When Elijah Mohammed met Reies Lopez Tijerina in the early 1960s, the Nation of Islam leader told the Northern New Mexico Chicanx revolutionary that he wanted God to erect "a pyramid with only the skulls of gringos." Mohammed hadn't yet dispatched underlings to murder his star disciple, Malcolm X, and Tijerina saw himself in a similar mold, as a "prince of the Hispanics" fighting gringo rule, according to an interview with him more than half a century later.

Tijerina's recounting of this memory from his deathbed at 88 years old in Ciudad Juárez, Mexico, was one of his final moments alive, captured and featured in the bilingual film They Called Me King Tiger from director Ángel Estrada Soto. For this remarkably rare and revealing piece of filmmaking, Estrada Soto's documentary immediately earns a spot in the canon of classic historical filmmaking. Whatever you think of Tijerina, an outside agitator from Texas, this is a brilliantly made documentary.

Estrada Soto knocks it out of the park, searching out longtime residents of Northern New Mexico both inspired and destroyed by Tijerina's foolhardy efforts to take back land expropriated from Southwestern Hispanics by the US empire. His raid of the Tierra Amarilla courthouse, where his guerrilla group shot a prison guard and a sheriff's deputy, was his final desperate act, but Estrada Soto uses interviews to illustrate lesser-discussed events that preceded it. The film even features people still prominent in Rio Arriba County politics.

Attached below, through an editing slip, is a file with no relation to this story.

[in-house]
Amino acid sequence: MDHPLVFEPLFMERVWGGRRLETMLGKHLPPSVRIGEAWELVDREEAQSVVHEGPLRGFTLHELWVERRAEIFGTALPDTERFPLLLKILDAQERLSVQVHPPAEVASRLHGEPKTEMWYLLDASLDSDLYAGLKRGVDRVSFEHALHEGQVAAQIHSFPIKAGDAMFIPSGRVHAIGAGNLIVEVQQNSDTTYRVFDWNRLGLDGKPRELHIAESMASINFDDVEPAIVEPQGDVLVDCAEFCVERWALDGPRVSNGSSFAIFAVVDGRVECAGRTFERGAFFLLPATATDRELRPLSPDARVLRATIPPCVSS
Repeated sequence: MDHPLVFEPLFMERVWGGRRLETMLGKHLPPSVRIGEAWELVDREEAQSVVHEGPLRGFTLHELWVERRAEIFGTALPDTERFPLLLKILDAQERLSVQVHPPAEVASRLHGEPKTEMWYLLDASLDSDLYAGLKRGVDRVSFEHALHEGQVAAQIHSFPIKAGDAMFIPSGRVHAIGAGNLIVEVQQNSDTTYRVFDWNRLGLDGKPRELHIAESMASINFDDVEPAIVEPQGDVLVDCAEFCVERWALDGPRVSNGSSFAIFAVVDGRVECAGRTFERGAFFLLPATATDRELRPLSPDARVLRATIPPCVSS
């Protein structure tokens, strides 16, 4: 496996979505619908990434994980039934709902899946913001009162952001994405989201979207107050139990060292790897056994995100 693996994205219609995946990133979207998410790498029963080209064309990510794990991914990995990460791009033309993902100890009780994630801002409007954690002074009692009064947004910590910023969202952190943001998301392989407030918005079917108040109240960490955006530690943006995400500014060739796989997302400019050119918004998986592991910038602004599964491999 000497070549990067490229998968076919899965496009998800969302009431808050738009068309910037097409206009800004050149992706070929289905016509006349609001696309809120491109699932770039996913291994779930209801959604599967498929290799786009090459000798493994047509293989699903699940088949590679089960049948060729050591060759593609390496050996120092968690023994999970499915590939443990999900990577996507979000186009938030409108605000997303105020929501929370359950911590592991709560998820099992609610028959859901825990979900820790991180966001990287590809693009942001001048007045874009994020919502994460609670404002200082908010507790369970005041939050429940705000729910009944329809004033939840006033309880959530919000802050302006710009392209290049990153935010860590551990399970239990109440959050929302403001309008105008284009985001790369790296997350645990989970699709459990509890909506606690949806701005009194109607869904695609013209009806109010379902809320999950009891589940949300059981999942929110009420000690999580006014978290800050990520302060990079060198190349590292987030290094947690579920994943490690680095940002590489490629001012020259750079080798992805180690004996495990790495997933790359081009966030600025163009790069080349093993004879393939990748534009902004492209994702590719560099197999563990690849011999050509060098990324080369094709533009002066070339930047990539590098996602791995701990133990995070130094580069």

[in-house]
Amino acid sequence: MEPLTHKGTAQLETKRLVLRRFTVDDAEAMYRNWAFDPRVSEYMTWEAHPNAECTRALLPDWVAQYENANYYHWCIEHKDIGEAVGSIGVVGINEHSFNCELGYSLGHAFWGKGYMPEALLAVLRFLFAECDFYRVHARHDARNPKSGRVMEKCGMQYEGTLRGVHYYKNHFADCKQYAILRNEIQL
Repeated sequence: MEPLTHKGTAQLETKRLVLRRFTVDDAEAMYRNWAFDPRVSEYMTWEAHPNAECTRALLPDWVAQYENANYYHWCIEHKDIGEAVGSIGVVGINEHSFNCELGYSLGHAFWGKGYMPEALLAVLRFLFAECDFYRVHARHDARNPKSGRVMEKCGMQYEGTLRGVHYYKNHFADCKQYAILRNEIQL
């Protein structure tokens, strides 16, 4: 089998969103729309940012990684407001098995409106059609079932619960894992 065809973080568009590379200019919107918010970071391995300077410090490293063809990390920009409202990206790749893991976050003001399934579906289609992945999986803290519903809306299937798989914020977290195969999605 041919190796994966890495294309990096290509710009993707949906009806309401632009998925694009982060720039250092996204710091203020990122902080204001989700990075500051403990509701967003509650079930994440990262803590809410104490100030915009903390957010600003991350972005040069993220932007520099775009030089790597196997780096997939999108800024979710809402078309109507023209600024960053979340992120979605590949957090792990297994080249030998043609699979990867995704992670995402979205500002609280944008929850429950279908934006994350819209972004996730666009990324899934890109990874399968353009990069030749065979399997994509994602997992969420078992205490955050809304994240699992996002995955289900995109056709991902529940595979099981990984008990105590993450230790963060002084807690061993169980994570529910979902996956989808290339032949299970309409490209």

The confusion of Tijerina's mission stems from confusing racial politics. What white America always feared about Chicanx people was our mongrelization: semi-Europeans diluted with the impure blood of Indigenous Americans, Africans and others. Tijerina and his contemporaries responded to this racism by using the edicts of Spanish kings to stake roots to the land. Chicanx politics are more nuanced now, and this may be the only area where Estrada Soto could have spent more time.

But he excels in showing the long term consequences of Tijerina's narcissism. While some of the former police Tijerina battled have come around to his ideas 50 years later, his remaining family members—many of whom he enlisted into la causa as children—are now traumatized, bitter and broke. In spite of everything Tijerina fought for in his life, the final thing he remembers is the suffering he created, and the only thing left for the rebel to do is beg forgiveness

+Rare filmmaking excellence
–Needed closer look at Tijerina's politics

They Called Me King Tiger
Directed by Ángel Estrada Soto
Unitarian Universalist Congregation, NR, 90 min